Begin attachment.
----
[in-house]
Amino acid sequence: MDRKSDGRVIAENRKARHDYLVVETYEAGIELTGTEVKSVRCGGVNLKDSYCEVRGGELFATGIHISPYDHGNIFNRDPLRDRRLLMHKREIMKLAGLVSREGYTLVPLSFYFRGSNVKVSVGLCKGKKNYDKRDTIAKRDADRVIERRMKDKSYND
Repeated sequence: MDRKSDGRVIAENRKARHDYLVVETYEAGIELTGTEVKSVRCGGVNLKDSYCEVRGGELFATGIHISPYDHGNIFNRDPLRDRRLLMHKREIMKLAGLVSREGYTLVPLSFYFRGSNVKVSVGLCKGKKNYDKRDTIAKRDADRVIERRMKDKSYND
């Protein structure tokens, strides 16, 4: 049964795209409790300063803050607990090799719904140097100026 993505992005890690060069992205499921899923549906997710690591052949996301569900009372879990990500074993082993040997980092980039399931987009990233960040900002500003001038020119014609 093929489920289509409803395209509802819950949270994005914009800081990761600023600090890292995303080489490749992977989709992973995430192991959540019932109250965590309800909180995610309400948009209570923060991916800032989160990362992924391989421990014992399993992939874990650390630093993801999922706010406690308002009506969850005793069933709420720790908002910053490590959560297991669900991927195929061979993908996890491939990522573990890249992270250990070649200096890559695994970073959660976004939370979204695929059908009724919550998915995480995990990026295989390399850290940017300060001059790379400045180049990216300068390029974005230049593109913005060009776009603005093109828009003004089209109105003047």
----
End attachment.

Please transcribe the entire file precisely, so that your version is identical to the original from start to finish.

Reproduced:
[in-house]
Amino acid sequence: MDRKSDGRVIAENRKARHDYLVVETYEAGIELTGTEVKSVRCGGVNLKDSYCEVRGGELFATGIHISPYDHGNIFNRDPLRDRRLLMHKREIMKLAGLVSREGYTLVPLSFYFRGSNVKVSVGLCKGKKNYDKRDTIAKRDADRVIERRMKDKSYND
Repeated sequence: MDRKSDGRVIAENRKARHDYLVVETYEAGIELTGTEVKSVRCGGVNLKDSYCEVRGGELFATGIHISPYDHGNIFNRDPLRDRRLLMHKREIMKLAGLVSREGYTLVPLSFYFRGSNVKVSVGLCKGKKNYDKRDTIAKRDADRVIERRMKDKSYND
């Protein structure tokens, strides 16, 4: 049964795209409790300063803050607990090799719904140097100026 993505992005890690060069992205499921899923549906997710690591052949996301569900009372879990990500074993082993040997980092980039399931987009990233960040900002500003001038020119014609 093929489920289509409803395209509802819950949270994005914009800081990761600023600090890292995303080489490749992977989709992973995430192991959540019932109250965590309800909180995610309400948009209570923060991916800032989160990362992924391989421990014992399993992939874990650390630093993801999922706010406690308002009506969850005793069933709420720790908002910053490590959560297991669900991927195929061979993908996890491939990522573990890249992270250990070649200096890559695994970073959660976004939370979204695929059908009724919550998915995480995990990026295989390399850290940017300060001059790379400045180049990216300068390029974005230049593109913005060009776009603005093109828009003004089209109105003047």